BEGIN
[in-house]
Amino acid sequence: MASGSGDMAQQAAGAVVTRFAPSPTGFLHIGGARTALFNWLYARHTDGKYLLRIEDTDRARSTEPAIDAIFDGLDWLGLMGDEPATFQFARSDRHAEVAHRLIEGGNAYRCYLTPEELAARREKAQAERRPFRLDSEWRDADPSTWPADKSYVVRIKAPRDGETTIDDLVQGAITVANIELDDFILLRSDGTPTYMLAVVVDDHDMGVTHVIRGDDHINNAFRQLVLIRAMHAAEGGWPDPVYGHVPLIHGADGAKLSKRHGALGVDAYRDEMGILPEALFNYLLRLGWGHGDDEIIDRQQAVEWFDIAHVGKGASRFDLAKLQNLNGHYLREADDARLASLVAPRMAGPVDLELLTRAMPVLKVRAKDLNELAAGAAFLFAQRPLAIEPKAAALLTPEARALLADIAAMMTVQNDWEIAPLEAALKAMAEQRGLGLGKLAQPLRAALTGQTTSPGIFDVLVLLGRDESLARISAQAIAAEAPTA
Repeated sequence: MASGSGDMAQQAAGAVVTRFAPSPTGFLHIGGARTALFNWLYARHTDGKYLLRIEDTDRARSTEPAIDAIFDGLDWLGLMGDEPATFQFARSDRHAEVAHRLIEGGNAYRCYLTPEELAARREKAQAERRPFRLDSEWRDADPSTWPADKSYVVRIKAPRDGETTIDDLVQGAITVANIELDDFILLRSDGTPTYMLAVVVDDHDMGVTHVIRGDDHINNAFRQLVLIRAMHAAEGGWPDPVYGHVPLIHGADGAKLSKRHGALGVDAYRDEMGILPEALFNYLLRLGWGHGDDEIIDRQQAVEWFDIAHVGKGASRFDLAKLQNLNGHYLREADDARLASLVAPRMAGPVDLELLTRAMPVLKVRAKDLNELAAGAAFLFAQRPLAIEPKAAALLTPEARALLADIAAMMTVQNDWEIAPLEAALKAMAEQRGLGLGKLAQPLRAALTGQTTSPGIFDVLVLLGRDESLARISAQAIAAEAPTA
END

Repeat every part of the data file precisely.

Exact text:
[in-house]
Amino acid sequence: MASGSGDMAQQAAGAVVTRFAPSPTGFLHIGGARTALFNWLYARHTDGKYLLRIEDTDRARSTEPAIDAIFDGLDWLGLMGDEPATFQFARSDRHAEVAHRLIEGGNAYRCYLTPEELAARREKAQAERRPFRLDSEWRDADPSTWPADKSYVVRIKAPRDGETTIDDLVQGAITVANIELDDFILLRSDGTPTYMLAVVVDDHDMGVTHVIRGDDHINNAFRQLVLIRAMHAAEGGWPDPVYGHVPLIHGADGAKLSKRHGALGVDAYRDEMGILPEALFNYLLRLGWGHGDDEIIDRQQAVEWFDIAHVGKGASRFDLAKLQNLNGHYLREADDARLASLVAPRMAGPVDLELLTRAMPVLKVRAKDLNELAAGAAFLFAQRPLAIEPKAAALLTPEARALLADIAAMMTVQNDWEIAPLEAALKAMAEQRGLGLGKLAQPLRAALTGQTTSPGIFDVLVLLGRDESLARISAQAIAAEAPTA
Repeated sequence: MASGSGDMAQQAAGAVVTRFAPSPTGFLHIGGARTALFNWLYARHTDGKYLLRIEDTDRARSTEPAIDAIFDGLDWLGLMGDEPATFQFARSDRHAEVAHRLIEGGNAYRCYLTPEELAARREKAQAERRPFRLDSEWRDADPSTWPADKSYVVRIKAPRDGETTIDDLVQGAITVANIELDDFILLRSDGTPTYMLAVVVDDHDMGVTHVIRGDDHINNAFRQLVLIRAMHAAEGGWPDPVYGHVPLIHGADGAKLSKRHGALGVDAYRDEMGILPEALFNYLLRLGWGHGDDEIIDRQQAVEWFDIAHVGKGASRFDLAKLQNLNGHYLREADDARLASLVAPRMAGPVDLELLTRAMPVLKVRAKDLNELAAGAAFLFAQRPLAIEPKAAALLTPEARALLADIAAMMTVQNDWEIAPLEAALKAMAEQRGLGLGKLAQPLRAALTGQTTSPGIFDVLVLLGRDESLARISAQAIAAEAPTA